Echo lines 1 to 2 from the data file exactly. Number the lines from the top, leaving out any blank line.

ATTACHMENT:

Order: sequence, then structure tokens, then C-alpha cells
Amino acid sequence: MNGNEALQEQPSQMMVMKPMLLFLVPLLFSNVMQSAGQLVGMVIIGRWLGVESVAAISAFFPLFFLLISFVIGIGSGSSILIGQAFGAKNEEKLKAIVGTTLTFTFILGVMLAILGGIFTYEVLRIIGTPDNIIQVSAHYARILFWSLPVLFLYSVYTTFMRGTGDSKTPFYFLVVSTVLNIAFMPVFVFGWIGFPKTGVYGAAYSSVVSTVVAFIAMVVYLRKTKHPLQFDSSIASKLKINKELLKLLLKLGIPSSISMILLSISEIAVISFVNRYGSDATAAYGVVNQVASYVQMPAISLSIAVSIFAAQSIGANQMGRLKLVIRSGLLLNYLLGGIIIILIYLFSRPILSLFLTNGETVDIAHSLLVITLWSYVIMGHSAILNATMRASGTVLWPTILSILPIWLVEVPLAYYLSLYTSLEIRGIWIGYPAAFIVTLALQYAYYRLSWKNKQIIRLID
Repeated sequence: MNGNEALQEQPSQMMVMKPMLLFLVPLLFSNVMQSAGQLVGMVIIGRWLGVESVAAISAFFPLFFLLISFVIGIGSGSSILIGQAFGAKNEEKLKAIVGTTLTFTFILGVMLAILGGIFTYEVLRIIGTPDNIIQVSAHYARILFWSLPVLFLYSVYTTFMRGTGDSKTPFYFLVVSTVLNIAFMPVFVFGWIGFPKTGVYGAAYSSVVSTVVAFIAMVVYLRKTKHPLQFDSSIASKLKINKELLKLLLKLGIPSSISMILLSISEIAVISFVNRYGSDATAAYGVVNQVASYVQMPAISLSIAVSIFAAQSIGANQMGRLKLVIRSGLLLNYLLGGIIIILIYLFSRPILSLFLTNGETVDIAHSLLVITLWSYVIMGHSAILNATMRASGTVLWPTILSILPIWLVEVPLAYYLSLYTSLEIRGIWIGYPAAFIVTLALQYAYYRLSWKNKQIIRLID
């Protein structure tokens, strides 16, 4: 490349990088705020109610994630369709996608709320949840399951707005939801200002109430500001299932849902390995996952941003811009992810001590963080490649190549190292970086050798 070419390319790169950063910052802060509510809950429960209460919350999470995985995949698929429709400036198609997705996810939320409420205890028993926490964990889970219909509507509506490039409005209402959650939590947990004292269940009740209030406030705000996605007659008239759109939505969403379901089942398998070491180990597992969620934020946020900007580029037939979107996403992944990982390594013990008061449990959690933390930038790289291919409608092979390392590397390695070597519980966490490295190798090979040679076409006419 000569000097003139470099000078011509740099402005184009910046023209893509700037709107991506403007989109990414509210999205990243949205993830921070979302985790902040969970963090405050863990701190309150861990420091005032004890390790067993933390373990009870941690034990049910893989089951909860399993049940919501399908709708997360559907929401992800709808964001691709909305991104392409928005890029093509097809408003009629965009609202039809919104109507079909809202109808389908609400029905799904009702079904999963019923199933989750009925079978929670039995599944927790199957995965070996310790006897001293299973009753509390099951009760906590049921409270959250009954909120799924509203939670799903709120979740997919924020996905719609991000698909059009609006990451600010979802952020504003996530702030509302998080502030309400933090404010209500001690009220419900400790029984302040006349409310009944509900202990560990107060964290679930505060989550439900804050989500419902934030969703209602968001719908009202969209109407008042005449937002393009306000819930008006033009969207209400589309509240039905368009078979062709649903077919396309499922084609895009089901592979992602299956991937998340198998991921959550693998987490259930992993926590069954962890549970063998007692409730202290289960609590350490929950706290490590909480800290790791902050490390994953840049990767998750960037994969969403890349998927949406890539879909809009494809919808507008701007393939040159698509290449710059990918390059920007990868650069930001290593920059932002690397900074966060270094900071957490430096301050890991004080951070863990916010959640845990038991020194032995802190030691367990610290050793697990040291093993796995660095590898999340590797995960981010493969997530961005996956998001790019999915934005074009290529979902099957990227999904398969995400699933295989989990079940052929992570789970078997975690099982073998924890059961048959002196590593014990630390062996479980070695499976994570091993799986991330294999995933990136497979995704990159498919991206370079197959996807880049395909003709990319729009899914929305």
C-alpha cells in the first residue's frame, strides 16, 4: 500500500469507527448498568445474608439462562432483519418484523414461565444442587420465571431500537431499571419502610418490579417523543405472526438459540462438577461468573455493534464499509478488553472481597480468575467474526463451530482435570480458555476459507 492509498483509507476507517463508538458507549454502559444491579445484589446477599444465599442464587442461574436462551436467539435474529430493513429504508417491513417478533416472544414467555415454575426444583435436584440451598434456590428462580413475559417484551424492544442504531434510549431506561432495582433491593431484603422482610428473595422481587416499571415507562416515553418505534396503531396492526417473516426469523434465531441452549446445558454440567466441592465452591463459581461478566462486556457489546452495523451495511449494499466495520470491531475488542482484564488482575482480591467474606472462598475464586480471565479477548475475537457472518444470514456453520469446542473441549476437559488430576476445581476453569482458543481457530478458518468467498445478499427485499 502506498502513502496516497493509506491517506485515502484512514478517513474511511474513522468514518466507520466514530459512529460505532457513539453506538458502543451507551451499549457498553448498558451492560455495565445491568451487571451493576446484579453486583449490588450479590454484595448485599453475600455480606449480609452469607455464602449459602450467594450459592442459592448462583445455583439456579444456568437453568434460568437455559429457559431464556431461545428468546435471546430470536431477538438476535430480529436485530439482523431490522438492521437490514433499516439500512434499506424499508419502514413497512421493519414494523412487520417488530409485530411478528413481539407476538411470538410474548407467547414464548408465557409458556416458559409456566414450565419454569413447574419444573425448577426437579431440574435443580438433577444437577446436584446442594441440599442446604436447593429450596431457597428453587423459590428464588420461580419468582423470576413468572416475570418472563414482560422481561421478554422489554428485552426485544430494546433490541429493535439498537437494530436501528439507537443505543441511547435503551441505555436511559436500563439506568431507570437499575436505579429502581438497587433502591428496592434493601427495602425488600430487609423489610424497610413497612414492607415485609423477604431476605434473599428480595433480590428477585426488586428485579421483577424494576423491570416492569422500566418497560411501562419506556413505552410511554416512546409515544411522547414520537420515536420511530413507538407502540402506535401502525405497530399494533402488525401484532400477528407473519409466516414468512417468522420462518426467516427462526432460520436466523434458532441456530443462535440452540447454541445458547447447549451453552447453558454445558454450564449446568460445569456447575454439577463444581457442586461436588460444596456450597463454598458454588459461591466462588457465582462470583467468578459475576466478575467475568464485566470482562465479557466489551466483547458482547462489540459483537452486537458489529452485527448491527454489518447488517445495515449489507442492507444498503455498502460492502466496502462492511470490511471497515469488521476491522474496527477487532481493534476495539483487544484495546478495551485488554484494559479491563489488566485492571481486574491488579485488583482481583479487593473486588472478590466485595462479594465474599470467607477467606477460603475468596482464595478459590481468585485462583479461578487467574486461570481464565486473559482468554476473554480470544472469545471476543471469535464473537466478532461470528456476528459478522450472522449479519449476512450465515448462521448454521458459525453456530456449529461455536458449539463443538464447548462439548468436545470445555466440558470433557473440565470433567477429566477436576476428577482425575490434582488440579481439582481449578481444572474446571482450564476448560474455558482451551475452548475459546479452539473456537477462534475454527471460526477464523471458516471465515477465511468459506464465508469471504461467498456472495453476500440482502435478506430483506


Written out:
Order: sequence, then structure tokens, then C-alpha cells
Amino acid sequence: MNGNEALQEQPSQMMVMKPMLLFLVPLLFSNVMQSAGQLVGMVIIGRWLGVESVAAISAFFPLFFLLISFVIGIGSGSSILIGQAFGAKNEEKLKAIVGTTLTFTFILGVMLAILGGIFTYEVLRIIGTPDNIIQVSAHYARILFWSLPVLFLYSVYTTFMRGTGDSKTPFYFLVVSTVLNIAFMPVFVFGWIGFPKTGVYGAAYSSVVSTVVAFIAMVVYLRKTKHPLQFDSSIASKLKINKELLKLLLKLGIPSSISMILLSISEIAVISFVNRYGSDATAAYGVVNQVASYVQMPAISLSIAVSIFAAQSIGANQMGRLKLVIRSGLLLNYLLGGIIIILIYLFSRPILSLFLTNGETVDIAHSLLVITLWSYVIMGHSAILNATMRASGTVLWPTILSILPIWLVEVPLAYYLSLYTSLEIRGIWIGYPAAFIVTLALQYAYYRLSWKNKQIIRLID